Three Must See Florentine Cathedrals

  1. Cathedral of Santa Maria dei Fiore

Better known as the Duomo, this focal point of Florence can be seen from any spot in town.

The Duomo was built in 1294.

The Duomo was built in 1294.

Florence’s biggest masterpiece, the Duomo took two centuries to build, mostly because the iconic dome was the largest dome in the world and no one knew how to make it. Filippo Brunelleschi’s design solved the problem and gave the dome the nickname cricket cage.

With its soaring multi-colored marble bell tower, large dome and beautiful 19th century neo-Gothic façade the Duomo is breathtaking, the inside pales in comparison.

Where the real beauty is, is up 463 tiny winding steps to the top of the dome. From the top of the dome Florence is laid before you. Go close to closing and you’ll see the city bathed in light with a beautiful sunset in the background.

The Duomo as seen from Piazza Vecchio.

The Duomo as seen from Piazza Vecchio.

For the best view of the Duomo climb 416 steps to the top of the bell tower. The dome in all its glory will fill up your camera screen.


Cathedral: Monday-Friday: 10am-5pm

Saturday: 10am-4:45pm

Sunday: 1:30pm-4:45

Dome: Monday-Friday 8:30am-7pm

Saturday: 8:30am-5pm

Sunday: 1pm-4pm

Baptistery: Monday-Friday: 8:15am-10:15am/11:15am -6:30pm

Saturday: 8:15am-6:30pm

Sunday: 8:15am-1:30pm

Bell tower: Monday-Friday: 8:15am-6:50pm

Saturday: 8:15 am- 6:50pm

Sunday: 8:15am-6:50pm

Crypt: Monday-Friday: 10am- 5pm

Saturday: 10am-4:45pm

Sunday: Closed

Museum: Closed until 10/29/2015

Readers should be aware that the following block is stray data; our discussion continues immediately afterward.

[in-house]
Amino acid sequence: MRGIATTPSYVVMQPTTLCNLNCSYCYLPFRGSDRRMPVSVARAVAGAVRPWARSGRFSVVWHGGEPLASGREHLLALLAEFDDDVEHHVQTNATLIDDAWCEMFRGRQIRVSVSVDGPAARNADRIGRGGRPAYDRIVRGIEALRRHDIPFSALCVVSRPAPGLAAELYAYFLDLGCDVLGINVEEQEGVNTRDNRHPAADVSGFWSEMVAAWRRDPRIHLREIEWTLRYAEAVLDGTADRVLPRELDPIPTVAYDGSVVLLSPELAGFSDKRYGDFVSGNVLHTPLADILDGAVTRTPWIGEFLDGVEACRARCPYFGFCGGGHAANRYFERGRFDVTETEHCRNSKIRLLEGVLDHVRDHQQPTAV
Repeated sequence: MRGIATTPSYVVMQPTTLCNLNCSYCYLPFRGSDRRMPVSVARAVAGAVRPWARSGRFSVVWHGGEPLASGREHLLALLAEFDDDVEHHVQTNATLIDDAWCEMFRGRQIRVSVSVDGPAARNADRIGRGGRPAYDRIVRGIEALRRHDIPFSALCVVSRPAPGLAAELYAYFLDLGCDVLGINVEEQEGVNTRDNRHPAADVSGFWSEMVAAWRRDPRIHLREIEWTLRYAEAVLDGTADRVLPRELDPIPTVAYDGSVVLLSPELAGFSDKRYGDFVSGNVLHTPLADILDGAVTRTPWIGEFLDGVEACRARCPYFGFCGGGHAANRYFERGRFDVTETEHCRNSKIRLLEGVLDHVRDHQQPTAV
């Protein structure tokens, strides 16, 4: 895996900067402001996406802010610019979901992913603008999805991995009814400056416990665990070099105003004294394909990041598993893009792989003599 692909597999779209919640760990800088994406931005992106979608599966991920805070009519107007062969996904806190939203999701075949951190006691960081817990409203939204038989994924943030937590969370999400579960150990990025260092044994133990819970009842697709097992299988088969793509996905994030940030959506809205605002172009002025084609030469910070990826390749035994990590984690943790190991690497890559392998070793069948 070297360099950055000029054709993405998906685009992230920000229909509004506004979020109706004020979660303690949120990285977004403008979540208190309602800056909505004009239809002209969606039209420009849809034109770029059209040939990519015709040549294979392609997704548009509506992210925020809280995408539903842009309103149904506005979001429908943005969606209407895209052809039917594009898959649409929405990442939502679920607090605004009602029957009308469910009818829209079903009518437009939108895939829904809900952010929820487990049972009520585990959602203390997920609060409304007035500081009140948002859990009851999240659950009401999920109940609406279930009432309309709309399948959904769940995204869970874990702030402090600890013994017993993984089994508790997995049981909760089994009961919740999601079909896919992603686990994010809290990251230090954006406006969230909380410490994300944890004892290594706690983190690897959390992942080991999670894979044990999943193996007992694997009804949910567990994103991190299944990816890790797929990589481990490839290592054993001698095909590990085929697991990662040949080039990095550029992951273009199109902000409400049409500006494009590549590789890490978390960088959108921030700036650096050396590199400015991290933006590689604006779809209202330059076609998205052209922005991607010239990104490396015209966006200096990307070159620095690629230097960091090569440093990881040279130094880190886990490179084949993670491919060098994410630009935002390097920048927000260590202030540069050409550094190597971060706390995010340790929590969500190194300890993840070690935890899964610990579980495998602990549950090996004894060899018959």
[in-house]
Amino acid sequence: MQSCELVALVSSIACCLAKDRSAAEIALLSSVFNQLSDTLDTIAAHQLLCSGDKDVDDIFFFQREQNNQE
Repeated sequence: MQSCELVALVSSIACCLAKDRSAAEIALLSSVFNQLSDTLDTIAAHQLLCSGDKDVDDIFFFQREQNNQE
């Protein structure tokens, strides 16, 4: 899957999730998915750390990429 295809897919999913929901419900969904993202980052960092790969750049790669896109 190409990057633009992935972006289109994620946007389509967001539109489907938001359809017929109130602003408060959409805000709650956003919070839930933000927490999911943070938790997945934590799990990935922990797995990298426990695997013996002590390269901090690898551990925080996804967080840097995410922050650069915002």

Cathedral: Free

A 10 euro ticket gets you into all 5 monuments in Piazza Duomo: Brunelleschi’s Dome, Giotto’s Bell Tower, the Baptistery of San Giovanni, the crypt of Santa Reparata and the Museo dell’Opera del Duomo.

  1. Santa Croce    
santa croce

The facade of Santa Croce.

Not nearly as colorful and busy in its façade as the Duomo, the Santa Croce makes up for it in the inside. Light shining through the stained glass windows create pools of light in reds, yellows and blues.

The main alter in Santa Croce.

The main alter in Santa Croce.

Stained glass windows aren’t the only artwork in Santa Croce. It houses some of the most important art of any church in Florence. The highlights are Donatello’s Crucifix and Annunciation, and Giotto frescoes.

Santa Croce is the burial ground of choice for Renaissance celebrities with the most prominent being Michelangelo.

The tomb of Michelangelo.

The tomb of Michelangelo.

Second most prominent is Galileo Galilei, the guy who claimed, correctly, that the Earth was not the center of the universe. (Fun Fact: It was because of this controversial claim that he was not granted a Christian burial until 100 years after his death.) Others include Niccolò Machiavelli, a political theoretician who influenced the Medici family and composer Gioacchino Rossini.


Monday-Saturday: 9:30am-5:30pm

Sunday: 2pm-5:30pm


Full price ticket: 6 euros

Reduced price ticket: 4 euros for children 11-17 years old, for school groups and for groups that include a minimum of 15 people.

Free: childen younger than 11 years old

Residents of Florence and province

Disabled travelers and their own assistant

  1. Basilica of San Lorenzo

One of the largest churches of Florence, and some claim one of the oldest, the Basilica of San Lorenzo was built in 393 outside of the city walls.

The alter of San Lorenzo.

The alter of San Lorenzo.

San Lorenzo was the parish church of the Medici family, one of the most influential families in Florence. It is now the burial place of all the principal members of the Medici family and their artist friend, Donatello.

The tomb of Donatello.